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Students prepare with a challenging science curriculum.


If your love of animals extends to supporting their health and wellness as a medical professional, Augustana will set you on the road to becoming a veterinarian.

Augustana’s program in pre-veterinary medicine prepares students for admission to, and achievement in, veterinary school. Working closely with your advisor (a professor in your field), your path will include coursework in small classes and hands-on experience in area veterinary clinics during the academic year.

Most students major in biology, fulfilling the pre-veterinary medicine program with a challenging science curriculum including biology, chemistry and physics, plus advanced courses in subjects such as histology, immunology, neuroanatomy and biochemistry.

While vet school is a challenge, you’ll discover that Augustana’s liberal arts education prepared you extremely well. Along with an exceptional science background, you’ll have the less-tangible skills you’ll reach for consistently as you think creatively to solve new problems.

What you'll learn

Disciplinary knowledge

Disciplinary knowledge

Gain a deep understanding of your subject and how it connects to other subjects.

Critical thinking and information literacy

Critical thinking and information literacy

Judge and construct arguments, raise questions and define problems. Make a conclusion based on evidence.

Quantitative literacy

Quantitative literacy

Interpret, represent and summarize information. Use math and statistics to solve problems.

Collaborative leadership  Make decisions and act for the good of the community as a group.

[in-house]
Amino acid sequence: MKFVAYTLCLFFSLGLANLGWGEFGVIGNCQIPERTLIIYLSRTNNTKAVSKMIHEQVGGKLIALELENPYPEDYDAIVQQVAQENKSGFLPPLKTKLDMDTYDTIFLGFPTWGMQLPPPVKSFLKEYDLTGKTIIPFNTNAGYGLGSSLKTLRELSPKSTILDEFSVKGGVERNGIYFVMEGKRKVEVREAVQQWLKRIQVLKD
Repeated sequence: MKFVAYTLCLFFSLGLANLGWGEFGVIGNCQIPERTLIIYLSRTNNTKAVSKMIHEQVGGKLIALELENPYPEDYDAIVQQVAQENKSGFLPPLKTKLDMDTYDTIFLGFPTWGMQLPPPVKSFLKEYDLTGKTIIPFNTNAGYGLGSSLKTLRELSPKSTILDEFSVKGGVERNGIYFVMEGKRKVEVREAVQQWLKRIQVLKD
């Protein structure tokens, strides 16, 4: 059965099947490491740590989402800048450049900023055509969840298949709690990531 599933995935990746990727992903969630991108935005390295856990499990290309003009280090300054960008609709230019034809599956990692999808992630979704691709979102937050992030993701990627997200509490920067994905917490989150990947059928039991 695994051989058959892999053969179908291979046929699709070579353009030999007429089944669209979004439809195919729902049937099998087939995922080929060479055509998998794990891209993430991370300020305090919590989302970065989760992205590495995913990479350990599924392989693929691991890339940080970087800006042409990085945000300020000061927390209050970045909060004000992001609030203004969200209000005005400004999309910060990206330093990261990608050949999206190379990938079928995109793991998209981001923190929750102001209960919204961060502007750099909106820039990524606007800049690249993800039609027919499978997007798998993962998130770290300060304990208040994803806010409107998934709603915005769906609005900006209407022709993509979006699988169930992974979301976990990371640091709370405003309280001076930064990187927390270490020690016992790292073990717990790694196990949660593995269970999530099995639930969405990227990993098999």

Collaborative leadership

Make decisions and act for the good of the community as a group.

Communication competence

Communication competence

Read and listen carefully. Express ideas (writing or speaking) suited to the audience.


• Augustana is one of only three colleges with an early-acceptance agreement with the University of Illinois College of Veterinary Medicine. This is also a 3-4 program, which means students can enter the vet school after the third year at Augustana. After the first year of veterinary school, they graduate with the B.A. from Augustana, then finish the remaining three years of vet school (seven years total).

• Augustana classes are small; the largest biology classes seldom enroll more than 40 — and even these classes break into small sections for labs, creating more personalized interaction. Professors teach both the class lectures and labs, for continuity and connection between theory and practice.

• "Among the high-tech laboratories in Augustana’s newly expanded Hanson Hall of Science are individual labs for anatomy, physiology, cell biology, genetics and human cadaver dissection.

• For clinical experience, the Quad-Cities area has everything from the veterinary clinic down the street to large-animal clinics serving the nearby agricultural community. Many students also gain international experience in veterinary-focused study abroad programs. Each student’s $2,000 through Augie Choice can support that experience.

Recent grads

Bryce Dibadj '17 is working at VCA Animal Hospitals in Mesa, Ariz.

Sophie Ochs '17 is a veterinarian at Duke Animal Hospital in Chicago.

Claire Kepner ’17 is finishing her D.V.M. at Colorado State University.

Chaney Tambling ’14 is a veterinarian at Fitzpatrick Equine Field Service in Kankakee, Ill.

Hannah Hart '13 is a veterinarian at USDA-FSIS in the Milwaukee, Wis., area.

Samira Radi
More Than I Imagined Samira Radi
“By working closely with my advisors, I was able to intern in South Africa and local vet clinics, and participate in a study away in Holden Village in Washington state.”
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Phoebe Strell
More Than I Imagined Phoebe Strell
“My peak experience was my Texas Medical Center internship at Baylor College of Medicine. This was the final push that made me apply to dual (D.V.M./Ph.D.) programs.”
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Nicolette Sliwa
More Than I Imagined Nicolette Sliwa
“I was first attracted to Augie by the 3:4 program with the University of Illinois College of Veterinary Medicine, which turned out to be a great opportunity.”
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